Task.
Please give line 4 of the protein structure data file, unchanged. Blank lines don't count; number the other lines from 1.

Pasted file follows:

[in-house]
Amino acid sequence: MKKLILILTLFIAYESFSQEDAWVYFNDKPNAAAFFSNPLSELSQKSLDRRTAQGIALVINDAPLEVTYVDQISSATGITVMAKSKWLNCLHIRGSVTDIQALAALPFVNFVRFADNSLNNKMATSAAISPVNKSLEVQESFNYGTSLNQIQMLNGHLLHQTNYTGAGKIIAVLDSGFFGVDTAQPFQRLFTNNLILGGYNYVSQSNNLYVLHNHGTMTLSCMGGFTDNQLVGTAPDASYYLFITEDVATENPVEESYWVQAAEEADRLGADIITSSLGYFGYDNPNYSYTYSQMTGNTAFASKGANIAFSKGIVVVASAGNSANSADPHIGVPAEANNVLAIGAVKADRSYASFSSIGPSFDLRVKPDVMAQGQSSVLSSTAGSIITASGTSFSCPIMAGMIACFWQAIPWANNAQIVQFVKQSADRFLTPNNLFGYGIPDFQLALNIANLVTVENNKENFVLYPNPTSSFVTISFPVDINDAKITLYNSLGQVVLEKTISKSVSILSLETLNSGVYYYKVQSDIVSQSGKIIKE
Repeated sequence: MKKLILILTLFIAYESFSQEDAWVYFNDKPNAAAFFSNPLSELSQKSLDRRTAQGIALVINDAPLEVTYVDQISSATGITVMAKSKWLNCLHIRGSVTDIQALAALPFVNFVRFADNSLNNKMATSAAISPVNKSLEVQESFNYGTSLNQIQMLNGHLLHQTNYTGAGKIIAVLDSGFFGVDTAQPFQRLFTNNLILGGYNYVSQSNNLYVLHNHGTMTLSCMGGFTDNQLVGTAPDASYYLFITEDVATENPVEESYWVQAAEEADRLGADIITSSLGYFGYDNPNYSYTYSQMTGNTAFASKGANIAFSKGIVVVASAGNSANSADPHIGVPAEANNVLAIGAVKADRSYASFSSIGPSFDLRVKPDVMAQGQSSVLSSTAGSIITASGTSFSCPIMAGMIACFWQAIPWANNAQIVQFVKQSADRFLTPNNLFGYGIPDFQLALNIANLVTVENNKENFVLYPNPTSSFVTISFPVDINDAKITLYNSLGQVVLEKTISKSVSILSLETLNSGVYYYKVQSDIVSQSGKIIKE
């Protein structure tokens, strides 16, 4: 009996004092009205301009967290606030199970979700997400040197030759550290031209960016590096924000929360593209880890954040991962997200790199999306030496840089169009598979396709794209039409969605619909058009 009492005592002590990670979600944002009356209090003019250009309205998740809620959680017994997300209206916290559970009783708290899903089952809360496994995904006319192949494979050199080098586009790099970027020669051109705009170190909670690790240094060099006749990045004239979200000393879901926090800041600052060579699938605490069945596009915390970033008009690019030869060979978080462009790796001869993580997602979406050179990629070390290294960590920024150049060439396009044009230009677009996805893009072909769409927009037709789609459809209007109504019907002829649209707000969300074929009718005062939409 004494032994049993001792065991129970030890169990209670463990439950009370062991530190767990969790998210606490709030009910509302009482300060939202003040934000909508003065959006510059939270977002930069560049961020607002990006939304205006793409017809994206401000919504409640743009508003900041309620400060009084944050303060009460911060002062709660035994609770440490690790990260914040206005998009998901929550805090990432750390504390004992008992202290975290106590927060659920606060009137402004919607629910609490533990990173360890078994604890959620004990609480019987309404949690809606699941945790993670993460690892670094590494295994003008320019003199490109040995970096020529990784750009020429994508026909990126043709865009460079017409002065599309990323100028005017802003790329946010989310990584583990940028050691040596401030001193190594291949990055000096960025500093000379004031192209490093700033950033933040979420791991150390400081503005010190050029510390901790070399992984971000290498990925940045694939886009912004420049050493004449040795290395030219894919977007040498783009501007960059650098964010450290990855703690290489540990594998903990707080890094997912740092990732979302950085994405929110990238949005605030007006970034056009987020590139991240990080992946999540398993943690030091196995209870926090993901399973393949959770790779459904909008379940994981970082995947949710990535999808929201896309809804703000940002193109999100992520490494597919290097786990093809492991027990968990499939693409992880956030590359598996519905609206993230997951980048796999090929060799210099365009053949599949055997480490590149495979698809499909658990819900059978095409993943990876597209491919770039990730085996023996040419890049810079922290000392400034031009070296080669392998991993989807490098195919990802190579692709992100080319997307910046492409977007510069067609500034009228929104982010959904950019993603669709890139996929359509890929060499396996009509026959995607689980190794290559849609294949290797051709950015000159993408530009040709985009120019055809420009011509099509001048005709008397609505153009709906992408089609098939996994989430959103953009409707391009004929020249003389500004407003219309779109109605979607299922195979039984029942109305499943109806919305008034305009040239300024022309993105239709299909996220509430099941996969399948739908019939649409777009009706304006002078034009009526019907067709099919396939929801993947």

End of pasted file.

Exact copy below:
């Protein structure tokens, strides 16, 4: 009996004092009205301009967290606030199970979700997400040197030759550290031209960016590096924000929360593209880890954040991962997200790199999306030496840089169009598979396709794209039409969605619909058009 009492005592002590990670979600944002009356209090003019250009309205998740809620959680017994997300209206916290559970009783708290899903089952809360496994995904006319192949494979050199080098586009790099970027020669051109705009170190909670690790240094060099006749990045004239979200000393879901926090800041600052060579699938605490069945596009915390970033008009690019030869060979978080462009790796001869993580997602979406050179990629070390290294960590920024150049060439396009044009230009677009996805893009072909769409927009037709789609459809209007109504019907002829649209707000969300074929009718005062939409 004494032994049993001792065991129970030890169990209670463990439950009370062991530190767990969790998210606490709030009910509302009482300060939202003040934000909508003065959006510059939270977002930069560049961020607002990006939304205006793409017809994206401000919504409640743009508003900041309620400060009084944050303060009460911060002062709660035994609770440490690790990260914040206005998009998901929550805090990432750390504390004992008992202290975290106590927060659920606060009137402004919607629910609490533990990173360890078994604890959620004990609480019987309404949690809606699941945790993670993460690892670094590494295994003008320019003199490109040995970096020529990784750009020429994508026909990126043709865009460079017409002065599309990323100028005017802003790329946010989310990584583990940028050691040596401030001193190594291949990055000096960025500093000379004031192209490093700033950033933040979420791991150390400081503005010190050029510390901790070399992984971000290498990925940045694939886009912004420049050493004449040795290395030219894919977007040498783009501007960059650098964010450290990855703690290489540990594998903990707080890094997912740092990732979302950085994405929110990238949005605030007006970034056009987020590139991240990080992946999540398993943690030091196995209870926090993901399973393949959770790779459904909008379940994981970082995947949710990535999808929201896309809804703000940002193109999100992520490494597919290097786990093809492991027990968990499939693409992880956030590359598996519905609206993230997951980048796999090929060799210099365009053949599949055997480490590149495979698809499909658990819900059978095409993943990876597209491919770039990730085996023996040419890049810079922290000392400034031009070296080669392998991993989807490098195919990802190579692709992100080319997307910046492409977007510069067609500034009228929104982010959904950019993603669709890139996929359509890929060499396996009509026959995607689980190794290559849609294949290797051709950015000159993408530009040709985009120019055809420009011509099509001048005709008397609505153009709906992408089609098939996994989430959103953009409707391009004929020249003389500004407003219309779109109605979607299922195979039984029942109305499943109806919305008034305009040239300024022309993105239709299909996220509430099941996969399948739908019939649409777009009706304006002078034009009526019907067709099919396939929801993947």